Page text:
Look at all those stars in the fest!
Will loyal Cinemalaya audiences embrace ‘maindie’ experiment?
More News from Bayani San Diego Jr.
Organizers are the first to point out that 2013 is the most star-studded edition of the Cinemalaya, which opens tonight at the Cultural Center of the Philippines.
Apart from Vilma Santos (in “Ekstra”), other marquee names in the 9th year of the indie film festival are: Gretchen Barretto (“The Diplomat Hotel”), Lovi Poe (“Sana Dati”), Markki Stroem (“Amor y Muerte”), Jake Cuenca (“Nuwebe”) and festival favorites Angel Aquino (“Porno”), Eugene Domingo (“Instant Mommy”) and Alessandra de Rossi (“Liars”).
Paulo Avelino has two entries (“Debosyon” and “Sana Dati”) like screen legend Anita Linda (“Nuwebe” and “David F”).
“Ekstra” could win the “casting coup” award, if one is up for grabs. Apart from Santos in the lead, it boasts cameos by Piolo Pascual, Marian Rivera, Pilar Pilapil, Richard Yap, Cherry Pie
Picache, Tom Rodriguez and Cherie Gil.
The closing film, Joel Lamangan’s “Burgos,” top-bills Lorna Tolentino.
Will these big names expand the fest’s fan base without alienating loyal viewers?
Christopher Ad Castillo, director of “The Diplomat Hotel,” remarked: “This year is an experiment, with all these mainstream actors. Will the hardcore indie fans accept them?”
Actress-director Laurice Guillen, Cinemalaya’s competition director, described mainstream stars who cross over to the indie scene as “thinking” actors. “They study what the masses want. They want to be part of the indie scene, which they find exciting and which allows them to portray roles that are out of the box.”
Chris Millado, festival director, agreed: “Commercial films have become predictable for some stars. They are looking for new material that can invigorate or redefine their craft as actors.”
Guillen explained, “Like Cinemalaya, these stars want to arrest the decline of the film industry… by infusing the industry with new blood, discovering new filmmakers [and] listening to their statements.”
Cinemalaya offers “liminal” space which straddles the mainstream and indie scenes (now known as “maindie”), said Millado. “This allows stars to stretch their range and experiment with a variety of roles.”
The cross-pollination between indie and mainstream has had positive effects on actors from both worlds.
Cesar Evangelista, director of “Amor y Muerte,” was impressed by the commitment shown by his cast. “On his own, Markki found a tutor to help him speak 16th-century Spanish. Kuya Manzano volunteered to shave a portion of his head, to look authentic as a Franciscan friar.”
Joey Paras took similar drastic measures, according to “Babagwa” director Jason Paul Laxamana. “Joey was serious about his work. He shaved part of his head. He was willing to look deglamorized. He even got a tattoo. Those details were not in the script; they were his own ideas.”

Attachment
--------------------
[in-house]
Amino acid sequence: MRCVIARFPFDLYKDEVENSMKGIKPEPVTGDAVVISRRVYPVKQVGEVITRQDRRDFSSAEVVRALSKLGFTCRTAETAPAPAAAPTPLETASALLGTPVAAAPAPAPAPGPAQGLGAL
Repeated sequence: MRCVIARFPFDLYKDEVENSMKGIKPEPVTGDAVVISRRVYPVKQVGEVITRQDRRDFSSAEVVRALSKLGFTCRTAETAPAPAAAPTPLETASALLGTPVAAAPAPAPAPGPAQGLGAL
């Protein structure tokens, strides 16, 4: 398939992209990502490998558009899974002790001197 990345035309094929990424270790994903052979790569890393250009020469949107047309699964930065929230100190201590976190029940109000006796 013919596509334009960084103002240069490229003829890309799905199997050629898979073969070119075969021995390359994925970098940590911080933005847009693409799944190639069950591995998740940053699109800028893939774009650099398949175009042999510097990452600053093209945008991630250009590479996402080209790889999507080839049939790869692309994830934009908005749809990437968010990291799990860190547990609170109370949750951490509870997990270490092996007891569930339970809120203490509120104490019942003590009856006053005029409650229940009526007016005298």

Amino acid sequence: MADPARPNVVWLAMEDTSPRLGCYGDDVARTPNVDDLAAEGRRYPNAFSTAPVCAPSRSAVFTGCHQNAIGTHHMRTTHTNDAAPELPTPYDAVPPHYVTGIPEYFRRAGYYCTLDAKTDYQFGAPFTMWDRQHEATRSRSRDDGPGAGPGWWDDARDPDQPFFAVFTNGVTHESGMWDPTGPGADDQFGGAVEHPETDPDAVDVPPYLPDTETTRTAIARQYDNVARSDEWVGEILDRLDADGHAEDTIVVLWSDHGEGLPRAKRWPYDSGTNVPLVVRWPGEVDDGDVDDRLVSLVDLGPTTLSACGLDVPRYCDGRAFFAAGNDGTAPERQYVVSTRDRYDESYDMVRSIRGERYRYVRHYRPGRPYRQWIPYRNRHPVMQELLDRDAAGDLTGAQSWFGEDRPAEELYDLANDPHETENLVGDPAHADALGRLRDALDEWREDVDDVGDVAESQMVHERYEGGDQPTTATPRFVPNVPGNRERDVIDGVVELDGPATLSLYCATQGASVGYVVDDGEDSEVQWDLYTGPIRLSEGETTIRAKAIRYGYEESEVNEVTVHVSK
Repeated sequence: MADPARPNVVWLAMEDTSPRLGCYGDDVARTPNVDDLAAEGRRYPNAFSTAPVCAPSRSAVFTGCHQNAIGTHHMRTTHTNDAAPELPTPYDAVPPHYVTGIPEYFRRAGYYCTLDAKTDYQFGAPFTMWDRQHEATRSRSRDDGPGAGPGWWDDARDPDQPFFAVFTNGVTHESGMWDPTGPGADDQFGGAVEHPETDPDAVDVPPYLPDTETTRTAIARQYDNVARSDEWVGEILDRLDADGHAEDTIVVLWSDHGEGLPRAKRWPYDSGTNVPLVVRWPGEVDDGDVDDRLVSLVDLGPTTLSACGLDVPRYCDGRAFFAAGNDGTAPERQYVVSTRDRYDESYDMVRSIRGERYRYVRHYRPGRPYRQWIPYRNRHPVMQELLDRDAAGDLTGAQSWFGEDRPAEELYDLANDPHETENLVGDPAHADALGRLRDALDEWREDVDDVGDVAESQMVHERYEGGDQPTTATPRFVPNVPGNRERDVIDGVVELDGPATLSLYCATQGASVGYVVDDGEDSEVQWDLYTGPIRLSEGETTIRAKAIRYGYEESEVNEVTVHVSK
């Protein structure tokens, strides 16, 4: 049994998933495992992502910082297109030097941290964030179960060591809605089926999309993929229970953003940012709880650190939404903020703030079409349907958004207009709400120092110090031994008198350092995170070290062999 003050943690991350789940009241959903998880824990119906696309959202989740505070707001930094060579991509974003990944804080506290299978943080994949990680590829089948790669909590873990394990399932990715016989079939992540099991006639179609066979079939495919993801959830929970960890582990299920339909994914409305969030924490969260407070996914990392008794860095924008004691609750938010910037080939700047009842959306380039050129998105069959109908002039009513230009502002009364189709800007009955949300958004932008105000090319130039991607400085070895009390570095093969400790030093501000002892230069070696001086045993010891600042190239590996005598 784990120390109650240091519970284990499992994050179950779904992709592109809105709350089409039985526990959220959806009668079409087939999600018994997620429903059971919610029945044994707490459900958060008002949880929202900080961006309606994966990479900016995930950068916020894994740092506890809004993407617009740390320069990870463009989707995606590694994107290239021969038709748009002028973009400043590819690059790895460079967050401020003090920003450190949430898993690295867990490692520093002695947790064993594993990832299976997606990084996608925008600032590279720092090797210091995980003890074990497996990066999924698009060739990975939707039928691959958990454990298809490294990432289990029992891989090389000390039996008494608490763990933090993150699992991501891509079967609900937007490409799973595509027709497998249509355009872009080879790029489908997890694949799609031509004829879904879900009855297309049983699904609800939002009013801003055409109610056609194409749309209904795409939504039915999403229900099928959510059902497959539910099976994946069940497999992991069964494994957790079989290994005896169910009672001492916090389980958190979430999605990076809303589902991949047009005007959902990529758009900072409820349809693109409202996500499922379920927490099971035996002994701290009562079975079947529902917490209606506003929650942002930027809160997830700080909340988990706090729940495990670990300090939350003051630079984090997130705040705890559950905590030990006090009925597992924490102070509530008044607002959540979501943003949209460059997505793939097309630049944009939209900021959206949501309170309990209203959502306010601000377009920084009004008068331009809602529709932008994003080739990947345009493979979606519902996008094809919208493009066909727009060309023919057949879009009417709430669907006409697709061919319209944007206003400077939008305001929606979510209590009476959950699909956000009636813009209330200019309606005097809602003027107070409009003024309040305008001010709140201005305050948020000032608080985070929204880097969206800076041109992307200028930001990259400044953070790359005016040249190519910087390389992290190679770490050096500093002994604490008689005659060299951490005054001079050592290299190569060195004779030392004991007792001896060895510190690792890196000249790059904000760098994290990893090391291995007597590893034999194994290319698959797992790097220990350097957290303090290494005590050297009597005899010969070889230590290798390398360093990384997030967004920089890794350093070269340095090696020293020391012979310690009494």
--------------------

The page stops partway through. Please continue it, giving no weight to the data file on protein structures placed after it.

Director Joseph Israel Laban said Cuenca pushed himself to the limit for “Nuwebe,” as did costar Nadine Samonte: “Jake essayed a role that required a wide spectrum of emotions. Nadine was willing to cross the line, which her wholesome TV image didn’t allow previously.”
“Debosyon” director Alvin Yapan said of lead star Avelino: “He has matured a lot since ‘Ang Sayaw ng Dalawang Kaliwang Paa’ (Cinemalaya 2011). I felt that I was collaborating with a fellow artist … we had discussions on film and filmmakers. It was liberating.”
Jeffrey Jeturian, director of “Ekstra,” has but one wish: “I hope it was a rewarding and fulfilling experience for Vilma, so she wouldn’t hesitate to go indie again.”
The presence of mainstream stars need not be a step backward, said Castillo. “The fest has to evolve and producers need to make profit so they can keep funding films. We have to let mainstream [artists] know that they’re invited to be part of this … that art and commerce can mix and be successful… that they can come over and have a good time… that indies don’t bite.”
“Stars don’t want to remain stagnant. They welcome the challenges of an indie film,” Guillen said.
Why did it take nine years before Barretto, long-time partner of Cinemalaya’s main benefactor Tonyboy Cojuangco, took the plunge?
“No one offered her a part until now,” Guillen said.
Millado didn’t think the ever-controversial Barretto’s connection would stir intrigues at Cinemalaya—especially come awards night on Aug. 4. “Gretchen already had a career as an actress before Cinemalaya and Tonyboy,” he said.
(Cinemalaya will run until Aug. 4 at the Cultural Center of the Philippines in Pasay City, TriNoma Mall in Quezon City, Greenbelt 3 Mall in Makati City and Alabang Town Center in Muntinlupa City.)
Get Inquirer updates while on the go, add us on these apps:
Disclaimer: The comments uploaded on this site do not necessarily represent or reflect the views of management and owner of INQUIRER.net. We reserve the right to exclude comments that we deem to be inconsistent with our editorial standards.
To subscribe to the Philippine Daily Inquirer newspaper in the Philippines, call +63 2 896-6000 for Metro Manila and Metro Cebu or email your subscription request here.
Factual errors? Contact the Philippine Daily Inquirer's day desk. Believe this article violates journalistic ethics? Contact the Inquirer's Reader's Advocate. Or write The Readers' Advocate:
c/o Philippine Daily Inquirer Chino Roces Avenue corner Yague and Mascardo Streets, Makati City,Metro Manila, Philippines Or fax nos. +63 2 8974793 to 94